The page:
Oakland Council Selects Developer to Begin Exclusive Negotiations on Construction of Coliseum Site


Oakland City Council decided on Tuesday to begin negotiating exclusively with a group of developers that includes an East Oakland native and a former city manager to buy or lease the city’s share on the Coliseum site – moving the plan transformation of the East Oakland area a little closer to realization.

But the decision came after protests from city staff, who warned that the two groups pursuing the site lacked experience in developing a project of such magnitude. City employees have asked council to postpone the vote until January so they can have more time to analyze the financial plans and partners of each of the two development groups vying to build the 155-acre site. .

But the council voted unanimously to choose the African American Sports and Entertainment Group, saying the vote only asks the city to negotiate financial terms and a development agreement exclusively with AASEG. A final development agreement is yet to be submitted to the board for a vote.

The vote engages the city in exclusive negotiations with AASEG for 18 months and requires the developer to pay the city a fee of $ 200,000 per year and $ 2.5 million in one-time funds to cover staff time.

“I’m so happy right now,” said Ray Bobbitt, an East Oakland native who runs AASEG. “I’m just really grateful for the opportunity to really revitalize East Oakland. This is where I grew up. This is where my family lives. This is where I go to church. To be able to make a contribution of this magnitude is simply overwhelming. “

On Tuesday, most board members applauded AASEG’s community outreach and said a strong set of community benefits and affordable housing would be needed in the final deal. Council member Treva Reid, who represents the area that includes the Colosseum, urged the group to continue working with community members and residents as they come to a final agreement.

The AASEG includes Bobbitt, former CEO Robert Bobb and developer Alan Dones. The competing group, which was not selected, includes former A pitcher Dave Stewart and Lonnie Murray, the first and only black woman to be certified as a players’ agent by the MLB.

The two groups have come up with ambitious plans for the site of the Coliseum, Oakland’s largest public land. Both proposals aim to boost economic opportunities and could fundamentally change the region, which has long suffered from a lack of investment.

The other half of the Coliseum site is owned by Oakland A, so any project would require a partnership with the baseball team. The Colosseum site could generate much-needed tax revenue, but the exorbitant cost of building infrastructure there means it will be difficult to expand.

Any potential sale of the site is critical in determining the future of the Coliseum, which houses the As’s until their lease expires in 2024. In 2019, the As’s purchased half of the Alameda County Coliseum site and said at the time that they wanted to build homes, offices, businesses and parks there. The A’s are currently negotiating with the city to build a new baseball stadium and surrounding development at Howard Terminal.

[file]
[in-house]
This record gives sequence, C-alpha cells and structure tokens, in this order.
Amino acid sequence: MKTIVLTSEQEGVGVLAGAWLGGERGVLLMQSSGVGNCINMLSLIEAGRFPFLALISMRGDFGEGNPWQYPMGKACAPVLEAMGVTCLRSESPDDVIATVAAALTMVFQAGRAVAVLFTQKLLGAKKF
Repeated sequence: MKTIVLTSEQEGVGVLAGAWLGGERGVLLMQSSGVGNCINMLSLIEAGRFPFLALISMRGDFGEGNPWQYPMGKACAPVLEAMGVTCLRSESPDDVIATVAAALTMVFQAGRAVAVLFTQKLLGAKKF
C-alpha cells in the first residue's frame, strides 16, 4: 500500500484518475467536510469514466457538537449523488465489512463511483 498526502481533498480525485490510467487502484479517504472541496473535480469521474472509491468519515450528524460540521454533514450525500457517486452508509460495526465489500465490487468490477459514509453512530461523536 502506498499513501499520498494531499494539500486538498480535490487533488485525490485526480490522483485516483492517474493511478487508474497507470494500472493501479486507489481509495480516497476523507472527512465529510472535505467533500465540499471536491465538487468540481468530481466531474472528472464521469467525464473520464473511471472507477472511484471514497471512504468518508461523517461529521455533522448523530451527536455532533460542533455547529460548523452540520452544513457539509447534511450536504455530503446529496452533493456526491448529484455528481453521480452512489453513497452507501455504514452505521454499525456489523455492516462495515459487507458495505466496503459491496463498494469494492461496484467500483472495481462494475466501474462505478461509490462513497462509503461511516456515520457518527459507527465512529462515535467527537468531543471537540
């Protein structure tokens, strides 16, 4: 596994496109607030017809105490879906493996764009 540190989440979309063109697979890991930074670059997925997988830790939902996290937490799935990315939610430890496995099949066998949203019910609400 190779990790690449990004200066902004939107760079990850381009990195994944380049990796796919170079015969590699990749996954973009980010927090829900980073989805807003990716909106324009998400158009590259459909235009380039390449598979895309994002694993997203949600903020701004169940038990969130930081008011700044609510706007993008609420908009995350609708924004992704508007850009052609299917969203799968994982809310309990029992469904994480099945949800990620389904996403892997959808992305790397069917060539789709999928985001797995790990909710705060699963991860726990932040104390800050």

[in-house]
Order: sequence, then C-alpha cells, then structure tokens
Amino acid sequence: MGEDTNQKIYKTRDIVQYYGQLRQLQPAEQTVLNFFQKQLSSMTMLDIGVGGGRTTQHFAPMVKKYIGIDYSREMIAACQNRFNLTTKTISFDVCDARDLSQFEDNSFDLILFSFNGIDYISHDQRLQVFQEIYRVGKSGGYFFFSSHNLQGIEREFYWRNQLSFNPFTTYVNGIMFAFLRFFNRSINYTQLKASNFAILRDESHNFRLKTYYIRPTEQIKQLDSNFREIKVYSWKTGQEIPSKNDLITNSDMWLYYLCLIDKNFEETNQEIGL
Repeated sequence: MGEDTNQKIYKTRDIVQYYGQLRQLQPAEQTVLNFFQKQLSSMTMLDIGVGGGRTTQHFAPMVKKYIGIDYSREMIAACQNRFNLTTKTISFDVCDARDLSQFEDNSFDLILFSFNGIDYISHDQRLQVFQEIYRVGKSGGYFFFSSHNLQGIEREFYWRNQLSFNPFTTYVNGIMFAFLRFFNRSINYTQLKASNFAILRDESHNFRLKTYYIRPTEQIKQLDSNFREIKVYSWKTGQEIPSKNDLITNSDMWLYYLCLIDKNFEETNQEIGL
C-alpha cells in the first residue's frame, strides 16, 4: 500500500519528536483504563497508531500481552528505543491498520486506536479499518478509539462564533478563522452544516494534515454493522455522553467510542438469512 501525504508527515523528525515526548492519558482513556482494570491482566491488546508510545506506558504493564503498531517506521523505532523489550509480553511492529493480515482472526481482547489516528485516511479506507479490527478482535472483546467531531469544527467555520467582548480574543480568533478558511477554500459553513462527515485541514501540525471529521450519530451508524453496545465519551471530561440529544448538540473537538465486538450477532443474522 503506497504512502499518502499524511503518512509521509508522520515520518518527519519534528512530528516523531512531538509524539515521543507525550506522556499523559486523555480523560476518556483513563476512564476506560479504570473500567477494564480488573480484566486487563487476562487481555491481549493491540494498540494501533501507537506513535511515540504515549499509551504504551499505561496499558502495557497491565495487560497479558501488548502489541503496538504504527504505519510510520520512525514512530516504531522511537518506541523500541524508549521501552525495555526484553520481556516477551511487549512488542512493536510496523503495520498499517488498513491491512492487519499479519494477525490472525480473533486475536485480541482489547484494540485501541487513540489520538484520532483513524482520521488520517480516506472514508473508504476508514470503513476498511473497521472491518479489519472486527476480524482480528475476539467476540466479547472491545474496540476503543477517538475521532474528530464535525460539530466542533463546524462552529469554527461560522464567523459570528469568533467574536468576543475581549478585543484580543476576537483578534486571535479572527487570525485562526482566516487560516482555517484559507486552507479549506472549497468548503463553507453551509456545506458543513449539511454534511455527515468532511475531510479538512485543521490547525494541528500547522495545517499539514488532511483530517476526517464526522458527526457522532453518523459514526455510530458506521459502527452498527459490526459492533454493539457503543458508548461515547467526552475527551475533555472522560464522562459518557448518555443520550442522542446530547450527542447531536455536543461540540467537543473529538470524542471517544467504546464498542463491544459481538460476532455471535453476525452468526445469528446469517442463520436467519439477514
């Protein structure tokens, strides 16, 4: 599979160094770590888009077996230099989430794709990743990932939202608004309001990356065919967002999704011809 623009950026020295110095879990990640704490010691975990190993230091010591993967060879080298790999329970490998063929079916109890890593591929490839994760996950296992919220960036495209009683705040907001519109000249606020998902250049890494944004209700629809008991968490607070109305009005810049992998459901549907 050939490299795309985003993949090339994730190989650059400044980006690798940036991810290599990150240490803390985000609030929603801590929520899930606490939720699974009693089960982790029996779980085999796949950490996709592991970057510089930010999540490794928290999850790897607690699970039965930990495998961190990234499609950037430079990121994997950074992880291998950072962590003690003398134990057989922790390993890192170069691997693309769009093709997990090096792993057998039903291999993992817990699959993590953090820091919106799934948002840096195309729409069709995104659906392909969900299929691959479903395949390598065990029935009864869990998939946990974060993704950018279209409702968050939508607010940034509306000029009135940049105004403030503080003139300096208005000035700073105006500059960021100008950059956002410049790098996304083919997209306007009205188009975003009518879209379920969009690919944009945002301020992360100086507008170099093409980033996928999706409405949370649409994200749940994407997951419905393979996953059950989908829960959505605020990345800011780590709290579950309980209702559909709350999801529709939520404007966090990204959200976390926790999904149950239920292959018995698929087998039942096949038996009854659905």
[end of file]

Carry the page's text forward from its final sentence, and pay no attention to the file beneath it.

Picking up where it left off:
In July, city council voted to continue dual track negotiations with AASEG and the Stewart and Murray groups, but asked city staff to prioritize negotiations with AASEG because of the efforts. group to engage residents by holding town halls, speaking to schools, and working with community organizations. to develop its proposal.

The AASEG, which offered the city $ 115 million, wants to redevelop the Coliseum site, bring a WNBA team to Oakland, build housing, and create a cultural center celebrating black culture. Stewart and Murray have offered $ 115 million to buy the town’s share and want to build a thriving center focused on youth and amateur sports, Oakland culture and job creation.

But city staff said in a report that they are still analyzing both proposals and questioned whether either group is in a position to fully realize their vision.

“Although both teams have recently expanded their development team, the initial staff review suggests that the teams did not show strong evidence of extensive experience in building comparable real estate projects on a large scale and in multiple phases similar in size, scale and cost to what is being envisioned for the Colosseum complex, ”according to the staff report.

City staff said the two groups had submitted more details about their funding partners, but staff were unable to complete analysis of those details and urged the council to postpone decisions until. in January.

Additionally, Oakland has yet to receive written confirmation from the state of the city’s compliance with the Surplus Land Act. State law requires that surplus state-owned land be considered affordable housing before the land is sold or leased.

The state is currently investigating Alameda County for the sale of its share of the Colosseum to the A’s, alleging that the county did not follow the Surplus Land Law.

Despite the city’s reservations about launching an exclusive negotiating deal with either group, dozens of people spoke out on Tuesday during public comments in support of the AASEG’s proposal.

“I was born in East Oakland in 1974,” said John Jones, who said he was working with AASEG on his proposal. “In my part of town, we haven’t seen development, we’ve seen a loss of institutions that serve young people, serve the elderly and overall contribute to a better quality of life. This proposal responds to that and much more.

Sarah Ravani is a writer for the San Francisco Chronicle. Email: sravani@sfchronicle.com Twitter: @SarRavani

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